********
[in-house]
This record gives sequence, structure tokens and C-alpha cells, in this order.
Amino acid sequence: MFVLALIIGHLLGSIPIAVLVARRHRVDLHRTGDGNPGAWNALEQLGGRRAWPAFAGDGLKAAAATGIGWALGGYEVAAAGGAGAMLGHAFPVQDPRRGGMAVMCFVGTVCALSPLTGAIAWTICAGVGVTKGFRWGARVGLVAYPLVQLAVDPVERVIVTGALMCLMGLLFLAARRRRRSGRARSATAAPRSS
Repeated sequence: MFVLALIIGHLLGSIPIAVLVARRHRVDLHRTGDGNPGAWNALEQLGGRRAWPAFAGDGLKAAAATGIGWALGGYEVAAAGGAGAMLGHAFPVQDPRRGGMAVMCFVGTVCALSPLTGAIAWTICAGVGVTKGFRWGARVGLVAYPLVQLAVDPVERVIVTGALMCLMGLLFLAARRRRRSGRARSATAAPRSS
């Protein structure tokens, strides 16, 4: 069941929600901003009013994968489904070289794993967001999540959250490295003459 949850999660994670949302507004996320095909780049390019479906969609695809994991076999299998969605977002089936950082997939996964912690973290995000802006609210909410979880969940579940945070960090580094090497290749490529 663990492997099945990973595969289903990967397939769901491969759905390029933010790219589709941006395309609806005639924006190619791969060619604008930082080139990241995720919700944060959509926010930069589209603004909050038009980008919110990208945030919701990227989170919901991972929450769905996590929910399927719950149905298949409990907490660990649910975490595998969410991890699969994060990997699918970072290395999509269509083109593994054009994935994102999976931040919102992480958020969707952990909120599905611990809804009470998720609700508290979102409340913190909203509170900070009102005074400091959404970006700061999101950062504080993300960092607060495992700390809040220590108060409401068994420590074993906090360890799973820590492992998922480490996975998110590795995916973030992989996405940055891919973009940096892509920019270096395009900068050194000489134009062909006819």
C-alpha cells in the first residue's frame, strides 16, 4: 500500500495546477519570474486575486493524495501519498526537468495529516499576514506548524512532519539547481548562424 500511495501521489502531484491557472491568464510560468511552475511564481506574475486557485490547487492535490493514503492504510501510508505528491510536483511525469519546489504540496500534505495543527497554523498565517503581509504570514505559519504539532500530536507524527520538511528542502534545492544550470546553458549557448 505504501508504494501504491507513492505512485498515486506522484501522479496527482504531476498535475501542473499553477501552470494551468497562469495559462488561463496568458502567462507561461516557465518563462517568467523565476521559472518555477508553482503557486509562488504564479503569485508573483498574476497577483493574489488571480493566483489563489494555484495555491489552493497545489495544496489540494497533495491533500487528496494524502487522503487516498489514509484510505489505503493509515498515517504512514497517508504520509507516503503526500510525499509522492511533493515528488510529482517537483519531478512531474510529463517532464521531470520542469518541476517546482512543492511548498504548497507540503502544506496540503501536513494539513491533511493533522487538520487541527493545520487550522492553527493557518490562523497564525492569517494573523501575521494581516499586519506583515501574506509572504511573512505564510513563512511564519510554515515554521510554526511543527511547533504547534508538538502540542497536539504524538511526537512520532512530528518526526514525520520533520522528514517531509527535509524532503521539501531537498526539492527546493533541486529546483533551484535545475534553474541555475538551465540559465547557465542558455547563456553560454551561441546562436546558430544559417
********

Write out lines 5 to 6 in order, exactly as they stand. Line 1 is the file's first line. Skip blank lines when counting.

């Protein structure tokens, strides 16, 4: 069941929600901003009013994968489904070289794993967001999540959250490295003459 949850999660994670949302507004996320095909780049390019479906969609695809994991076999299998969605977002089936950082997939996964912690973290995000802006609210909410979880969940579940945070960090580094090497290749490529 663990492997099945990973595969289903990967397939769901491969759905390029933010790219589709941006395309609806005639924006190619791969060619604008930082080139990241995720919700944060959509926010930069589209603004909050038009980008919110990208945030919701990227989170919901991972929450769905996590929910399927719950149905298949409990907490660990649910975490595998969410991890699969994060990997699918970072290395999509269509083109593994054009994935994102999976931040919102992480958020969707952990909120599905611990809804009470998720609700508290979102409340913190909203509170900070009102005074400091959404970006700061999101950062504080993300960092607060495992700390809040220590108060409401068994420590074993906090360890799973820590492992998922480490996975998110590795995916973030992989996405940055891919973009940096892509920019270096395009900068050194000489134009062909006819």
C-alpha cells in the first residue's frame, strides 16, 4: 500500500495546477519570474486575486493524495501519498526537468495529516499576514506548524512532519539547481548562424 500511495501521489502531484491557472491568464510560468511552475511564481506574475486557485490547487492535490493514503492504510501510508505528491510536483511525469519546489504540496500534505495543527497554523498565517503581509504570514505559519504539532500530536507524527520538511528542502534545492544550470546553458549557448 505504501508504494501504491507513492505512485498515486506522484501522479496527482504531476498535475501542473499553477501552470494551468497562469495559462488561463496568458502567462507561461516557465518563462517568467523565476521559472518555477508553482503557486509562488504564479503569485508573483498574476497577483493574489488571480493566483489563489494555484495555491489552493497545489495544496489540494497533495491533500487528496494524502487522503487516498489514509484510505489505503493509515498515517504512514497517508504520509507516503503526500510525499509522492511533493515528488510529482517537483519531478512531474510529463517532464521531470520542469518541476517546482512543492511548498504548497507540503502544506496540503501536513494539513491533511493533522487538520487541527493545520487550522492553527493557518490562523497564525492569517494573523501575521494581516499586519506583515501574506509572504511573512505564510513563512511564519510554515515554521510554526511543527511547533504547534508538538502540542497536539504524538511526537512520532512530528518526526514525520520533520522528514517531509527535509524532503521539501531537498526539492527546493533541486529546483533551484535545475534553474541555475538551465540559465547557465542558455547563456553560454551561441546562436546558430544559417